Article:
Article from the Journal Family Supplement

“ Divorce is like a root canal; never wanted, sometimes needed”. (Elizabeth J Griffith)

Most people either know, or assume, that on divorce a Husband or a Wife can be ordered to pay their ex-spouse “periodical payments” which will be assigned to provide towards housing costs and capital needs together with a share of any future income to meet the recipient’s income needs. Please note that this is all distinct from child maintenance.

Agreeing on a financial settlement usually comes in the final stages of the divorce process. Whilst a clean break with a capital one-off payment is the most desirable outcome, this is not always possible and making the provision for spousal maintenance can become a very high maintenance exercise to undertake.

Historically, orders read that the payments were to last until death or further order, with a built in review for RPI/CPI.  This is known as a “joint lives order”.  Maintenance may also cease, by prior consent, upon cohabitation or may continue until such time as both parties agree to end the arrangement. Spousal maintenance will automatically cease upon the recipient’s remarriage. Either as the payer or as the receiving party (payee) a maintenance clause in a financial order leaves a foot in the door after divorce.

There are winds of change gathering pace as a result of recent decisions about the level and the length of financial orders.

Deciding what is “fair” in the first instance is open to debate. In the words of the Honourable Justice Coleridge in V v V [2005] 2 FLR 697 there are “no hard and fast rules” when it comes to determining maintenance.  Each case is decided on its facts.  You may have been advised to pay about 1/3 of your income or 40%.  The extent of discretion and myriad of orders made makes the advice of an expert in Family Law essential.

Since the breakthrough cases of White in 2000 and Miller and MacFarlane in 2006 there is an established test of “fairness” as a guiding principle to division of capital and income and the 3 principles of need, compensation and sharing. However, it is generally accepted since the guidance from Lord Justice Thorpe in McFarlane and Parlour that an order for equality of income is not appropriate, which rules out “sharing” of future income.

In 2012 we also have guidance from two cases of B v S [2012] and G v G.  Both of these cases tell us that in quantifying the level of maintenance we should address “need” and that any element of compensation, for loss of income due to the marriage breaking down, should be exceptional.  It is a shift towards the absolute clean break thinking of Europe and our Scottish neighbours.  This had been emphasised in an earlier case of VB v JP in [2008] when it was said that a clean break should be achieved wherever possible. I am largely in agreement.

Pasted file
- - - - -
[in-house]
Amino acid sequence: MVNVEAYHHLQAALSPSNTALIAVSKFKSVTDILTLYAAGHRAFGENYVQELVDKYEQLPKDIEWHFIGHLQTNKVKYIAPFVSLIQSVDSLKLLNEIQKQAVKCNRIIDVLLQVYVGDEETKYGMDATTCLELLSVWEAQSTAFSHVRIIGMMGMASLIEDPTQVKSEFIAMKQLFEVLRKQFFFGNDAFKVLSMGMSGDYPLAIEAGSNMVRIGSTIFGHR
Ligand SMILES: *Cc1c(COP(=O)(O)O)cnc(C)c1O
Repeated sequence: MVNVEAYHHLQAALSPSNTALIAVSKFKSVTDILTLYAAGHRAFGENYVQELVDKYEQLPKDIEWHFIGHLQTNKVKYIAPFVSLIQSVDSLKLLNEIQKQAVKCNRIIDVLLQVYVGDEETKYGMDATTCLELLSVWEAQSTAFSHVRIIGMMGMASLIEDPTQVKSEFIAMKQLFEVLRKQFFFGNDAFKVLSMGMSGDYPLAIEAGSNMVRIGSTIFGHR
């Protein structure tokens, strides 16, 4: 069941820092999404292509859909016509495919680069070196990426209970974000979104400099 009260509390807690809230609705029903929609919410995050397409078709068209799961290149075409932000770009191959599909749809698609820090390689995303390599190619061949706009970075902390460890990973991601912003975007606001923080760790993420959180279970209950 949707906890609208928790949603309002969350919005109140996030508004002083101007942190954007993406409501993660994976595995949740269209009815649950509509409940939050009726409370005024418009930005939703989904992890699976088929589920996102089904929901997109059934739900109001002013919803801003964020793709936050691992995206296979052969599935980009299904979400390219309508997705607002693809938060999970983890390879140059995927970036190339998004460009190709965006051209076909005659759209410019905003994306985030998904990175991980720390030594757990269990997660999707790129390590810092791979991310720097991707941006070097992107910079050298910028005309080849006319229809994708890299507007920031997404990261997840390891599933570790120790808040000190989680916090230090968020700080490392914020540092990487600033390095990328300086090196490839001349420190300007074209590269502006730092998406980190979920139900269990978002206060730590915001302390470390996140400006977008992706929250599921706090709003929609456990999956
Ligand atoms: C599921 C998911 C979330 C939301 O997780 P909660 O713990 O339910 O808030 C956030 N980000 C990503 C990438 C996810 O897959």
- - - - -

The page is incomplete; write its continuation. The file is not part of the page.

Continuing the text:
Variations in maintenance levels may be requested which can be costly and complicated. For example, the payer may go on to financially do very well but then face the uncertainty of being asked by the payee for a corresponding increase in maintenance. Or perhaps the payee becomes tired of receiving pay-outs and financial dependency on an ex-spouse and may therefore request a capital lump sum instead.

An order can be varied up and down and “capitalised” into a further capital payment under s.31 Matrimonial Clauses Act 1973 if there is a “change of circumstances”.  This capitalisation of maintenance can be an attractive prospect and means financial links between the parties are severed once this has been agreed and put into practice. It is attractive for the payee if they are involved in another relationship which may yet result in marriage, in which case spousal maintenance would cease. It is less attractive to the payer if they have built up capital since the divorce, when a clean break would have been impossible, but are now be faced with a request for a lump sum.

As I mentioned above, if you are going to settle your case on a continuing maintenance basis, bear in mind that section 31 of the Matrimonial Causes Act 1973 can be a blessing or a bane. The curse and the cure of English family law is judicial discretion and the wide range of outcomes available.

Joanne Major is owner of Major Family Law, the Divorce and Family Law Specialists, Ponteland, Newcastle Upon Tyne, NE20 9SU.

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